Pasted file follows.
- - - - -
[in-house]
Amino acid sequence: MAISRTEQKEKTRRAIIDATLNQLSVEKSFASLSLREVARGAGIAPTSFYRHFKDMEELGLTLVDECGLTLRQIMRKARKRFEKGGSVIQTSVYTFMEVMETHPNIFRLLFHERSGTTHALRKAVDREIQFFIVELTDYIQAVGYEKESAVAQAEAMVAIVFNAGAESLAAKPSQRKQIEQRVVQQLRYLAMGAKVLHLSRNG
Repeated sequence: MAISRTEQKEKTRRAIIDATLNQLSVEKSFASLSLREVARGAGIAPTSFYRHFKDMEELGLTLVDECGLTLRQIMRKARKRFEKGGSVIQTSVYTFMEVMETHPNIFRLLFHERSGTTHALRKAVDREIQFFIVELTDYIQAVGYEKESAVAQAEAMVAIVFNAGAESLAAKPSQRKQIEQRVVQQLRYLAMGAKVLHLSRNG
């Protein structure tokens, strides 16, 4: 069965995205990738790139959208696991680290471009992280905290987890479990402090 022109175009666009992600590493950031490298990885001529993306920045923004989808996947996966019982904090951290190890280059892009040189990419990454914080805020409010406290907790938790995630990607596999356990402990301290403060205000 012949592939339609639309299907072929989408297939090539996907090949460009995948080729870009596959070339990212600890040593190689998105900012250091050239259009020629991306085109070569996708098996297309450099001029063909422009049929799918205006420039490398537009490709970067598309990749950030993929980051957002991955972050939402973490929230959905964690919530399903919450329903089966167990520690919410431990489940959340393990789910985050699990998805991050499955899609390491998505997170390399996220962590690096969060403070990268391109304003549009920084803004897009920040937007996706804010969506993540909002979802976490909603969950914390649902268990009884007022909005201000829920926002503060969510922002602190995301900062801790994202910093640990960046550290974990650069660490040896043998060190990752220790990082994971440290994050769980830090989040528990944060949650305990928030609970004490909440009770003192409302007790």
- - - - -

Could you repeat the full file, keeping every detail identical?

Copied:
[in-house]
Amino acid sequence: MAISRTEQKEKTRRAIIDATLNQLSVEKSFASLSLREVARGAGIAPTSFYRHFKDMEELGLTLVDECGLTLRQIMRKARKRFEKGGSVIQTSVYTFMEVMETHPNIFRLLFHERSGTTHALRKAVDREIQFFIVELTDYIQAVGYEKESAVAQAEAMVAIVFNAGAESLAAKPSQRKQIEQRVVQQLRYLAMGAKVLHLSRNG
Repeated sequence: MAISRTEQKEKTRRAIIDATLNQLSVEKSFASLSLREVARGAGIAPTSFYRHFKDMEELGLTLVDECGLTLRQIMRKARKRFEKGGSVIQTSVYTFMEVMETHPNIFRLLFHERSGTTHALRKAVDREIQFFIVELTDYIQAVGYEKESAVAQAEAMVAIVFNAGAESLAAKPSQRKQIEQRVVQQLRYLAMGAKVLHLSRNG
């Protein structure tokens, strides 16, 4: 069965995205990738790139959208696991680290471009992280905290987890479990402090 022109175009666009992600590493950031490298990885001529993306920045923004989808996947996966019982904090951290190890280059892009040189990419990454914080805020409010406290907790938790995630990607596999356990402990301290403060205000 012949592939339609639309299907072929989408297939090539996907090949460009995948080729870009596959070339990212600890040593190689998105900012250091050239259009020629991306085109070569996708098996297309450099001029063909422009049929799918205006420039490398537009490709970067598309990749950030993929980051957002991955972050939402973490929230959905964690919530399903919450329903089966167990520690919410431990489940959340393990789910985050699990998805991050499955899609390491998505997170390399996220962590690096969060403070990268391109304003549009920084803004897009920040937007996706804010969506993540909002979802976490909603969950914390649902268990009884007022909005201000829920926002503060969510922002602190995301900062801790994202910093640990960046550290974990650069660490040896043998060190990752220790990082994971440290994050769980830090989040528990944060949650305990928030609970004490909440009770003192409302007790």